Diagnosing itch in the elderly requires looking beyond dry skin as the culprit.
Winston-Salem, N.C. - A diagnosis of dry skin only scratches the surface of causes of geriatric itching. And the oversimplified diagnosis can lead to inadequate treatment.
"Aging skin includes several factors - dry, aging skin and also probable damage to nerve fibers that causes itch without noticeably dry skin," Dr. Yosipovitch says.
"Another important localized type of itch in old age is chronic venous insufficiency, varicose eczema or chronic venostasis or of the lower extremity veins," Dr. Yosipovitch says.
"Dermatologists also commonly see geriatric patients with localized itching of the face and scalp from seborrheic dermatitis," he says.
Seborrheic dermatitis itching in the elderly is also associated with diseases that appear in older age, such as Parkinson's, as well as neuropyschiatric conditions, such as dementia.
"Rarely, itch could be related to post cerebral vascular accident. It is not common, but should be part of the differential," Dr. Yosipovitch says.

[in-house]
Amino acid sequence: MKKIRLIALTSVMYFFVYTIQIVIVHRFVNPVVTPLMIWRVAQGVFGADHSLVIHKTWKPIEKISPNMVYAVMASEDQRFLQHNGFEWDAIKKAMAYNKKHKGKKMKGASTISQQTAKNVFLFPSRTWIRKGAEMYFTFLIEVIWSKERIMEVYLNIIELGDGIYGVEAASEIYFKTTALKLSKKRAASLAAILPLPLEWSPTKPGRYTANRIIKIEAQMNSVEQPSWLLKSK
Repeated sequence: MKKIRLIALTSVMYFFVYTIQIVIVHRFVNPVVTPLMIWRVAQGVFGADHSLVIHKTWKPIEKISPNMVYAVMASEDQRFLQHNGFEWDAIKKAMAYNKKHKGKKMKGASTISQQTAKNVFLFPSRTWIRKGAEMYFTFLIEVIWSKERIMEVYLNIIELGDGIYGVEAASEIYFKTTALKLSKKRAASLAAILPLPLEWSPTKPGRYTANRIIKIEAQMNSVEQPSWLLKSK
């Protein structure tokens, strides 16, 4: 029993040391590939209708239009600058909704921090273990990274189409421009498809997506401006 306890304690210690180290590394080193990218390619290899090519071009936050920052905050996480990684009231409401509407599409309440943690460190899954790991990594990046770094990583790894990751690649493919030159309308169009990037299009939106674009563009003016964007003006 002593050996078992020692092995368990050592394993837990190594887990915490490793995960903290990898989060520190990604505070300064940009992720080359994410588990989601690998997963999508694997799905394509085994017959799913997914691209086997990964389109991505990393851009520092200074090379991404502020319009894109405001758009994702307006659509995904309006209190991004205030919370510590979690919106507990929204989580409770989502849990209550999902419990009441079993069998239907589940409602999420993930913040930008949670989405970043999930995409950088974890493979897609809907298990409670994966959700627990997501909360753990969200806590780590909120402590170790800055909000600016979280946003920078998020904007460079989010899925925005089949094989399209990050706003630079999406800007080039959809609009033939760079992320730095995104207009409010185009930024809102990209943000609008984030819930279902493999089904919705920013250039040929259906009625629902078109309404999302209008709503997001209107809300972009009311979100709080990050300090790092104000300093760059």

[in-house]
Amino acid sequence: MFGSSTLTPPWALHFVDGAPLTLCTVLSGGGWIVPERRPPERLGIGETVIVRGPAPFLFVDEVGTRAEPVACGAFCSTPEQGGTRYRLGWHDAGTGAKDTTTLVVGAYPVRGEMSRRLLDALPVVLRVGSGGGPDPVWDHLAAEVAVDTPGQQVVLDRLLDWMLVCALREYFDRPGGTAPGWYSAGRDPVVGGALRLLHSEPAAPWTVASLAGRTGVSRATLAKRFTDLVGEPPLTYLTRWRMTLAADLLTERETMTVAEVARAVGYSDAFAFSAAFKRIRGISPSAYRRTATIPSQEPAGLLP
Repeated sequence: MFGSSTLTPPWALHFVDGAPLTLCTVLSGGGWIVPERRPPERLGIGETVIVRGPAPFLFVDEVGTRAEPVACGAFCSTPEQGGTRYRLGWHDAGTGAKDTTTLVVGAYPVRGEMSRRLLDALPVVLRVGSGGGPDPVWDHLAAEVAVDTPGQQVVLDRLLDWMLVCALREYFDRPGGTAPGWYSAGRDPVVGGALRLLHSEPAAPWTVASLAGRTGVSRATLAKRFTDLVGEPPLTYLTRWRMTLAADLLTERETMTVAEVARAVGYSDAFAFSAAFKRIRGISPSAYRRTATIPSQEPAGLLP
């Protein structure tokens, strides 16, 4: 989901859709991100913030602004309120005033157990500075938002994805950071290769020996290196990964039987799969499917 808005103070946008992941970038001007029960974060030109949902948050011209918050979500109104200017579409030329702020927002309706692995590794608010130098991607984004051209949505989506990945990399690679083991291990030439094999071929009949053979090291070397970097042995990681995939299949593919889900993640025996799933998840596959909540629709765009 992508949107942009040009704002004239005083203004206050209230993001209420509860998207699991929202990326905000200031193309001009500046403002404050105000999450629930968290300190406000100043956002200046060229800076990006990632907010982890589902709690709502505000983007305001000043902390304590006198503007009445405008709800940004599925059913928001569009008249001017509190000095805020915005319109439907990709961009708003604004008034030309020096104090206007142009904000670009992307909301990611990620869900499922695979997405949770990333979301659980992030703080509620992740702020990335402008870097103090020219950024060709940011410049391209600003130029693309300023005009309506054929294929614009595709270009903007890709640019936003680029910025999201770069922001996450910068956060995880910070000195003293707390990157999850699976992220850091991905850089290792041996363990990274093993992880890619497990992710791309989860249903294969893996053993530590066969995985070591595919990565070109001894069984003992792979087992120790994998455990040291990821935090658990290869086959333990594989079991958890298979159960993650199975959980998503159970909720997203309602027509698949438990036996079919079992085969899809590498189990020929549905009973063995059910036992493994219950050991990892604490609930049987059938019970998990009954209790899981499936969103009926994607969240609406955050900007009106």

Some systemic diseases can induce itch in the older population, such as chronic kidney disease and non-Hodgkin's lymphoma. The itching in these cases can present as generalized itch without any rash.
Patients who have diabetes can have localized itch, probably related to neuropathy, according to Dr. Yosipovitch.
Medications such as opioids and cough syrups that contain opioids can induce itch without rash.
Differences in presentation
While Dr. Yosipovitch says that there is not enough data to provide information about different characteristics of itch in the elderly, it is his experience that the elderly tend more than younger patients to suffer from generalized itch without rash, or asteatotic itch.
"In younger patients, we might have itch without rash related to underlying systemic diseases. In older age, it could be that there is not any systemic disease, but the skin, by itself, is probably more prone to develop the itch.
"So, for example, we could see more itching scalps in older patients, but not always with seborrheic dermatitis," he says.
The common notion that in older age people have dry skin and that is why they itch is a simplistic view that led to an unfortunate term, according to Dr. Yosipovitch.
"Often, we see old age skin that does not look significantly dryer than in a younger age; yet, the patient itches. We call that advanced aging itch; it was formerly coined incorrectly as senile pruritus.
"I, and patients, find that to be an improper term. We, as physicians, are not in a position to define an older patient as senile based on an itch," Dr. Yosipovitch says.